Ancient Monuments

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Churchyard cross in Holy Trinity churchyard

A Scheduled Monument in Badgeworth, Gloucestershire

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Latitude: 51.8713 / 51°52'16"N

Longitude: -2.1439 / 2°8'38"W

OS Eastings: 390185.119446

OS Northings: 219200.775485

OS Grid: SO901192

Mapcode National: GBR 1L3.QRC

Mapcode Global: VH94D.S7F9

Entry Name: Churchyard cross in Holy Trinity churchyard

Scheduled Date: 18 November 1996

Source: Historic England

Source ID: 1015111

English Heritage Legacy ID: 28525

County: Gloucestershire

Civil Parish: Badgeworth

Traditional County: Gloucestershire

Lieutenancy Area (Ceremonial County): Gloucestershire

Church of England Parish: Badgeworth Holy Trinity

Church of England Diocese: Gloucester


The monument includes a restored cross situated in the churchyard at
Badgeworth c.25m south east of the church.

The cross, which is Listed Grade II, has a square two step calvary, a socket
stone, a restored shaft with decorated terminal, and a cross head in the shape
of a lantern. The first step of the calvary is 2m wide and 0.65m high; the
second step is 1.35m wide and 0.25m high. Above this is the square socket
stone which has broaches (chamfers of angles to bring stone on a square plan
to octagonal) at its angles, forming an octagonal top. It is 0.8m wide and
0.57m high. The c.2m high shaft, square at the bottom, tapers to the restored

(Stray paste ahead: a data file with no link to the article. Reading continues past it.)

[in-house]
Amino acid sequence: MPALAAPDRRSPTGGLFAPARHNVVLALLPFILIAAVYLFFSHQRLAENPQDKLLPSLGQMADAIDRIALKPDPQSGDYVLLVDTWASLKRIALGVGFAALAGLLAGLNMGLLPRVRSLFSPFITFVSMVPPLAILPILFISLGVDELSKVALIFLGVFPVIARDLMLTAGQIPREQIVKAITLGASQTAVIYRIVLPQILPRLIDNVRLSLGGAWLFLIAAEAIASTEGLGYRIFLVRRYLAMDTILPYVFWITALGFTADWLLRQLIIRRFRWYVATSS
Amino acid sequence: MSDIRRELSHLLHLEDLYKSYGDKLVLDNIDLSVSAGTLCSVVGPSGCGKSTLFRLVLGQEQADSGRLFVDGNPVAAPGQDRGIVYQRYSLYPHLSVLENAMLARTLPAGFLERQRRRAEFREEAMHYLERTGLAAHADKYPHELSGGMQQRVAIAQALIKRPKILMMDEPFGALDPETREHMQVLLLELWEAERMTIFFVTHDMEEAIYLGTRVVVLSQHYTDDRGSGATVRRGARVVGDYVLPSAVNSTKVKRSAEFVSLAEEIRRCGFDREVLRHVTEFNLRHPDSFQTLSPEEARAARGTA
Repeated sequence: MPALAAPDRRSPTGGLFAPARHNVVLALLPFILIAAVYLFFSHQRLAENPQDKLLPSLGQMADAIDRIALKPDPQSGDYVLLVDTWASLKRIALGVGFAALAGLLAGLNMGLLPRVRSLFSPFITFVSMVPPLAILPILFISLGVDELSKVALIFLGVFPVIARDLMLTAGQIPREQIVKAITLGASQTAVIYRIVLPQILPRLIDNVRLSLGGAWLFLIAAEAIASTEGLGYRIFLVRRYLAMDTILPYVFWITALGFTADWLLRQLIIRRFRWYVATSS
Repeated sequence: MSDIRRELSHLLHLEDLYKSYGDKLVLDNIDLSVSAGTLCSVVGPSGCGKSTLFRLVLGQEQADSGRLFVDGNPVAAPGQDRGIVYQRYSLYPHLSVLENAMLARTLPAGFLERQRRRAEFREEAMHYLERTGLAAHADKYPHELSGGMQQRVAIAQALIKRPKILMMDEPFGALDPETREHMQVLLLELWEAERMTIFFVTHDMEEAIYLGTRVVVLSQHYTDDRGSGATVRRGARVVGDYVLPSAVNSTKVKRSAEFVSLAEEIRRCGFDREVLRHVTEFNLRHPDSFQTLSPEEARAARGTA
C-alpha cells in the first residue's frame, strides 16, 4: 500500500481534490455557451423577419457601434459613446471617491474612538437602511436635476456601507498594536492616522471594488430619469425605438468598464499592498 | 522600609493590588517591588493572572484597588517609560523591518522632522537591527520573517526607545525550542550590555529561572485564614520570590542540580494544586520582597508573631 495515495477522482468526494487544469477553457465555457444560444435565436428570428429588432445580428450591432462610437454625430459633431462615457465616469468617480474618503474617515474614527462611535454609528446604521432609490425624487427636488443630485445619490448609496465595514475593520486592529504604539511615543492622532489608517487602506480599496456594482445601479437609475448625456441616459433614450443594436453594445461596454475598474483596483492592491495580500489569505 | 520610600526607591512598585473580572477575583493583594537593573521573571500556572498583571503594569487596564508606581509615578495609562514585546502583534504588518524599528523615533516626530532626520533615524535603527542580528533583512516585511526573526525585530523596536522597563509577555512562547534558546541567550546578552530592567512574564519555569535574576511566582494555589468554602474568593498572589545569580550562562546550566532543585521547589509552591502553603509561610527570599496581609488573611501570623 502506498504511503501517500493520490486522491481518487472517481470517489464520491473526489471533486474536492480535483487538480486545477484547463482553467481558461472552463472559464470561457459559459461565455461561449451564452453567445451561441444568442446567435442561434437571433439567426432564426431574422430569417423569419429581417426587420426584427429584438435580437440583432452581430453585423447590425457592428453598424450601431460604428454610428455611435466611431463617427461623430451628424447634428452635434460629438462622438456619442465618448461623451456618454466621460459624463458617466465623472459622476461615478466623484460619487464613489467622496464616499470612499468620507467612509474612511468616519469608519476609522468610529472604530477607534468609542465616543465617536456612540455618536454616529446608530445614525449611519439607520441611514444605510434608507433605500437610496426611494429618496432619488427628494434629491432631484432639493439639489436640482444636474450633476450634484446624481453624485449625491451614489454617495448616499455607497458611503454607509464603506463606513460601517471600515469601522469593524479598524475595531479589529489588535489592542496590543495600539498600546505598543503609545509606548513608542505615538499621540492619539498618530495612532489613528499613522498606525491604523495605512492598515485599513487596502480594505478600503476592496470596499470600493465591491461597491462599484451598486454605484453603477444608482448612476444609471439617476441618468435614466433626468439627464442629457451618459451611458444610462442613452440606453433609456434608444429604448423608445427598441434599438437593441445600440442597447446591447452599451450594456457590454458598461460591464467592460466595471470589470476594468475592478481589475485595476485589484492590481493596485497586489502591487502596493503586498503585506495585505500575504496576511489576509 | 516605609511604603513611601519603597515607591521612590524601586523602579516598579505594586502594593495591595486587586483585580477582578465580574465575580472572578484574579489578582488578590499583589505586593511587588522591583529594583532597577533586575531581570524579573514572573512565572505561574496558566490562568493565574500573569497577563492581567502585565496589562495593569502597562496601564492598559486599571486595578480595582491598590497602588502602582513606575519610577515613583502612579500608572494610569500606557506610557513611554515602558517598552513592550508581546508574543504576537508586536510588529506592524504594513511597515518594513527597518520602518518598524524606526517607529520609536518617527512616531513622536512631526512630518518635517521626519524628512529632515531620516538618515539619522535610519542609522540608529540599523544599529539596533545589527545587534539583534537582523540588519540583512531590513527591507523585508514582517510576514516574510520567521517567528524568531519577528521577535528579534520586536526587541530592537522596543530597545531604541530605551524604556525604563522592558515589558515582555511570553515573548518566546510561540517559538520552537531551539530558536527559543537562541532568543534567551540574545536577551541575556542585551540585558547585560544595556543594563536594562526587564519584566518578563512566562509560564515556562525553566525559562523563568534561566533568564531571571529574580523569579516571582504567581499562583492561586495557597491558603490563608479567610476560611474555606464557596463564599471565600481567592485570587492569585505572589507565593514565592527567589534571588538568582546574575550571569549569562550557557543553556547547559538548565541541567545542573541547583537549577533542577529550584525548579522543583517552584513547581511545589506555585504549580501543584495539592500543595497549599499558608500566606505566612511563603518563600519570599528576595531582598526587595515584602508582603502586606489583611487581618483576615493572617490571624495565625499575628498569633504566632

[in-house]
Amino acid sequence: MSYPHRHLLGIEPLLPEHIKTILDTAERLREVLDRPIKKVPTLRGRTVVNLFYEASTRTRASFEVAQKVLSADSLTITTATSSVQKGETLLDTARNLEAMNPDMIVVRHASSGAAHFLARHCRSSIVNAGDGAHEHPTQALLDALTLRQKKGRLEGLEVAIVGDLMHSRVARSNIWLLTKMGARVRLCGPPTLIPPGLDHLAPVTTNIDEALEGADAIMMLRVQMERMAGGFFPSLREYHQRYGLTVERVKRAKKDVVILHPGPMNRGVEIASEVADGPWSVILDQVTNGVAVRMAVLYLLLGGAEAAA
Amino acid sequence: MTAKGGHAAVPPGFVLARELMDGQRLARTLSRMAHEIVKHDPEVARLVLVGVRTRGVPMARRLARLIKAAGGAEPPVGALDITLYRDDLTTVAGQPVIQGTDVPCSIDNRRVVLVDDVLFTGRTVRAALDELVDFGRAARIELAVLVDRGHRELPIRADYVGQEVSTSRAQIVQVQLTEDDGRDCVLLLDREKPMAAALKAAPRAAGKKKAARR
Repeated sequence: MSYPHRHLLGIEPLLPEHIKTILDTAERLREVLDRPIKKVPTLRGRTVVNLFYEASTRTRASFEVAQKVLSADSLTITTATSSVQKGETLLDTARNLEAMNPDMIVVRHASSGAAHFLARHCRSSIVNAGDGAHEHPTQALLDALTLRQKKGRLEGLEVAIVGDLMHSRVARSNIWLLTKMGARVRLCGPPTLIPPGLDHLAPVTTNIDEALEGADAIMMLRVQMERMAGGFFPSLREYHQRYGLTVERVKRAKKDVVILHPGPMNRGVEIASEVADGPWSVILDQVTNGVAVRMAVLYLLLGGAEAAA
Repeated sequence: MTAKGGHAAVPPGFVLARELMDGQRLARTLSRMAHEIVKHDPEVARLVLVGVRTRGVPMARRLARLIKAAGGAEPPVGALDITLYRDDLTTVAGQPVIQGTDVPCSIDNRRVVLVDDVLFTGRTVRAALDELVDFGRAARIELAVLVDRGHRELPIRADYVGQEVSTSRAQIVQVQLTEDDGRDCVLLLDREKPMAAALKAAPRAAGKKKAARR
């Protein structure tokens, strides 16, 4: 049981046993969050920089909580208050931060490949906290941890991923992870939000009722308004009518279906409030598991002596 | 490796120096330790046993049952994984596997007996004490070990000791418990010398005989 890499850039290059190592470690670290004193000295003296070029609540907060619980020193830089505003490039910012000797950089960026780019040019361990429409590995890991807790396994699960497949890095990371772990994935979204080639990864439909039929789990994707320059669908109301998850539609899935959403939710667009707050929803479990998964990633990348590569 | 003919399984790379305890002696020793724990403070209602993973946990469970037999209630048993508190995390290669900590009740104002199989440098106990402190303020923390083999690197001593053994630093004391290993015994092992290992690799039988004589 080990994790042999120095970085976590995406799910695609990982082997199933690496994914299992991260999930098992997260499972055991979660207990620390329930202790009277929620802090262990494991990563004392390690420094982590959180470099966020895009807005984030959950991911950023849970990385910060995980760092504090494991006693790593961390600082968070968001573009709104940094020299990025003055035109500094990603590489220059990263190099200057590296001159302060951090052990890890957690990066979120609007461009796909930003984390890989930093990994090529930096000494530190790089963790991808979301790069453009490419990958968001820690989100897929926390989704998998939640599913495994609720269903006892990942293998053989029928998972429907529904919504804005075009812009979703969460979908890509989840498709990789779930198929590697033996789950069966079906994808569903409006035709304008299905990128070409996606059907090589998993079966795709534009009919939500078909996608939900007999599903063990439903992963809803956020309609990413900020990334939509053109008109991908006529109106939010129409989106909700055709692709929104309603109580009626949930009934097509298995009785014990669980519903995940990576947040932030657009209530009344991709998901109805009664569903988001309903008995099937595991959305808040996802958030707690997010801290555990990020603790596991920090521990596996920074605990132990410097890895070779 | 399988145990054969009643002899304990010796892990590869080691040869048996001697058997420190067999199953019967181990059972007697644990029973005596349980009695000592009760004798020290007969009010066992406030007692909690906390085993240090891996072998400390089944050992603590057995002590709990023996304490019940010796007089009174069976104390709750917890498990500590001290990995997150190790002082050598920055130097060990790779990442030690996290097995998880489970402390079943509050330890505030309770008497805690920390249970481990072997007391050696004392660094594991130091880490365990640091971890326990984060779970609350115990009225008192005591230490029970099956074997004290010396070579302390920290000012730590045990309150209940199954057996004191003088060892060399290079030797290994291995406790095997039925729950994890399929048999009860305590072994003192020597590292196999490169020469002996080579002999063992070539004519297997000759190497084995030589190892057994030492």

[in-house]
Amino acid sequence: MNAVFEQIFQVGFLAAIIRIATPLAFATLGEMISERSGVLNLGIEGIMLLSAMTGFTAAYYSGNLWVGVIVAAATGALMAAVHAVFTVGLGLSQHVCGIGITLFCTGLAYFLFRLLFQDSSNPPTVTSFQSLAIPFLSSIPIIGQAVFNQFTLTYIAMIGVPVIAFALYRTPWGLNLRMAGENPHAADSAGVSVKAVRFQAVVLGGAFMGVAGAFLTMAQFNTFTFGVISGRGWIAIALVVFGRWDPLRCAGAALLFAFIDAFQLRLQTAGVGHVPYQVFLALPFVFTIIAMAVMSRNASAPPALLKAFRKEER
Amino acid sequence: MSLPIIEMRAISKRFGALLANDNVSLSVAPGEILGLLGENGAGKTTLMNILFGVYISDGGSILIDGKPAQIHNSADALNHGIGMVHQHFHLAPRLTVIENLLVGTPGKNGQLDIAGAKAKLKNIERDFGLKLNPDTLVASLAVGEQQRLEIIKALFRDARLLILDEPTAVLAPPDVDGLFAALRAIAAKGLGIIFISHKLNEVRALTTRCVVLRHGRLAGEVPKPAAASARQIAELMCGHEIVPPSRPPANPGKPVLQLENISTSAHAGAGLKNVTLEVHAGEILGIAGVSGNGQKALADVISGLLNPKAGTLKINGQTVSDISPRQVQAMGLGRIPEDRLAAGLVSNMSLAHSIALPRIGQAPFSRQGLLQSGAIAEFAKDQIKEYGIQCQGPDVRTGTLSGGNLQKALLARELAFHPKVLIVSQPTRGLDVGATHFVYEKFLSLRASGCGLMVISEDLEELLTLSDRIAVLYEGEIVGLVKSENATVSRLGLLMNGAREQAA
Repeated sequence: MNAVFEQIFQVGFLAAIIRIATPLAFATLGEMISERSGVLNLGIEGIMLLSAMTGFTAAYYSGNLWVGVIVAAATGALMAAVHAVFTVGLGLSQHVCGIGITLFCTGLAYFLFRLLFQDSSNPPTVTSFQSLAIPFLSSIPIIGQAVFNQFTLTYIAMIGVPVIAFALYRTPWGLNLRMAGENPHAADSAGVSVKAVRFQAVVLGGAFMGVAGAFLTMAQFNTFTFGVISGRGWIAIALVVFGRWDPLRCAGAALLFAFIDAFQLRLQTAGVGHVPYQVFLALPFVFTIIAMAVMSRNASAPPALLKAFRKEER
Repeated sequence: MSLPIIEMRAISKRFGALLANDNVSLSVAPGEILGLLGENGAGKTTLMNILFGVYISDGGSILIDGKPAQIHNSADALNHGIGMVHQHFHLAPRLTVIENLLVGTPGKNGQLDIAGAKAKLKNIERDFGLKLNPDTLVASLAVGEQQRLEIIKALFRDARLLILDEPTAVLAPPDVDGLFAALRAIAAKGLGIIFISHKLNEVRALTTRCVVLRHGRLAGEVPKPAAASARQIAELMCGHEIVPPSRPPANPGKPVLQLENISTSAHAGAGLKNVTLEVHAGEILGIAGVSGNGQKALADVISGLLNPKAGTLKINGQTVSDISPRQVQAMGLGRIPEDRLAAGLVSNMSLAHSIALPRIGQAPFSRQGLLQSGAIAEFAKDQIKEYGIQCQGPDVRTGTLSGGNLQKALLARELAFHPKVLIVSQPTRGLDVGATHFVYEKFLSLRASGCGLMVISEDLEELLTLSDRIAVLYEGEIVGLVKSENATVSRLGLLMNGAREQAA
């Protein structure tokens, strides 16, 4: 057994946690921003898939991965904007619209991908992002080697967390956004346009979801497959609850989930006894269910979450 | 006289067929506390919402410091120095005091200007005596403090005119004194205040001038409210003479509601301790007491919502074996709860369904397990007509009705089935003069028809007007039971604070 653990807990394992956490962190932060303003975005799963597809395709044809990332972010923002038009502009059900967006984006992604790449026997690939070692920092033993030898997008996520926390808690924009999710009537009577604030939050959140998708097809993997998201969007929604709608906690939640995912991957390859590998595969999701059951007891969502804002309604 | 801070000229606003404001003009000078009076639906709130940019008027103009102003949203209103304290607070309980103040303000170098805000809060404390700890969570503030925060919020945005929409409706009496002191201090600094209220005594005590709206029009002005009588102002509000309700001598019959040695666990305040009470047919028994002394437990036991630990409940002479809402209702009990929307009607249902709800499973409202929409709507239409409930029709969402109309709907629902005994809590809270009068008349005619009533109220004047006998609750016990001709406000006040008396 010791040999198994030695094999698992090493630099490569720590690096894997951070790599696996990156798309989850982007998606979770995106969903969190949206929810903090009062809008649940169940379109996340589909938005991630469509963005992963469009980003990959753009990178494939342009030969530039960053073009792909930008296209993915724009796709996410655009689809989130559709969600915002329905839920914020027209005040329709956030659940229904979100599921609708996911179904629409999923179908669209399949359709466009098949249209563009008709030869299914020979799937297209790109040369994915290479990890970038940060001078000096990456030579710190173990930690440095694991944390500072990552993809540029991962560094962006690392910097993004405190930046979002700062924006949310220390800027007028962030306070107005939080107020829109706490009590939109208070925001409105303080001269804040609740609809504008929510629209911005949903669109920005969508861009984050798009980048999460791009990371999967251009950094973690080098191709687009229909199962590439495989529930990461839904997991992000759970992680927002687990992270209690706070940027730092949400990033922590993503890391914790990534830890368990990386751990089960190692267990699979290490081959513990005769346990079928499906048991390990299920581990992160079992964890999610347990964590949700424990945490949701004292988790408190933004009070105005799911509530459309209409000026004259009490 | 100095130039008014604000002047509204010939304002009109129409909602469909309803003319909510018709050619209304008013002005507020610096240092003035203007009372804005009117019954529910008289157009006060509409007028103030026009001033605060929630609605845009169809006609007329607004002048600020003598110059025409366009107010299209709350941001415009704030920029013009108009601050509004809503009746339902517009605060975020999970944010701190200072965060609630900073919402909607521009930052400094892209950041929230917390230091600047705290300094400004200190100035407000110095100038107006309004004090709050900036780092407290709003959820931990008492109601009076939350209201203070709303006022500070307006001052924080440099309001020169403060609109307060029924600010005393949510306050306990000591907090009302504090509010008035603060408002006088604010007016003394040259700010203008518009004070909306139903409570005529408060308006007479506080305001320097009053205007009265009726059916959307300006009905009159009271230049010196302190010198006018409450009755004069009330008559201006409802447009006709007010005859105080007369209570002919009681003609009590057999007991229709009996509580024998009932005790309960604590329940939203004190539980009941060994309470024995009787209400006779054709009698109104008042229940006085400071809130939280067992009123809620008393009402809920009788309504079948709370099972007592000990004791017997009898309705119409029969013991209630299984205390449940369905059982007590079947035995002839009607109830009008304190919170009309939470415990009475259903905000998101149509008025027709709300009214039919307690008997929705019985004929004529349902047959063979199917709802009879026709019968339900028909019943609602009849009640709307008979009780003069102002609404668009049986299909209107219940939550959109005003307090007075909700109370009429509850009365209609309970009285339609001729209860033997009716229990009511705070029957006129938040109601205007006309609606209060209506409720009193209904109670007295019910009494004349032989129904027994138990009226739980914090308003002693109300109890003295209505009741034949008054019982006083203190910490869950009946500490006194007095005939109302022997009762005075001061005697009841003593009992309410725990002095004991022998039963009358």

lantern head and becomes octagonal in section.

The calvary is constructed from stone blocks; the socket stone is hewn from
one piece of stone. These have the appearance of great age, but the shaft and
head are more recent. Set into the shaft on its east side is a plaque marking
the restoration of the cross by the vicar of the parish in 1897 to the memory
of his parents. The figures on the north and south sides of the lantern head
appear to be old, but those on the west and east are restored and depict the
Holy Trinity and the Crucifixion respectively. The oldest parts of the cross
are considered to be 15th century.

There is a socket stone lying in the churchyard c.20m to the north west of the
cross. This socket stone is 0.7m square and 0.25m deep with a square socket in
the centre c.0.35m wide. There is no record of two crosses originally standing
in this churchyard, and rather the stone is thought to be have been part of a
village cross, brought into the churchyard at some later date. It is not in
its original location and is not included in the scheduling.

The site of the monument is shown on the attached map extract.

Source: Historic England

Reasons for Scheduling

A standing cross is a free standing upright structure, usually of stone,
mostly erected during the medieval period (mid 10th to mid 16th centuries AD).
Standing crosses served a variety of functions. In churchyards they served as
stations for outdoor processions, particularly in the observance of Palm
Sunday. Elsewhere, standing crosses were used within settlements as places for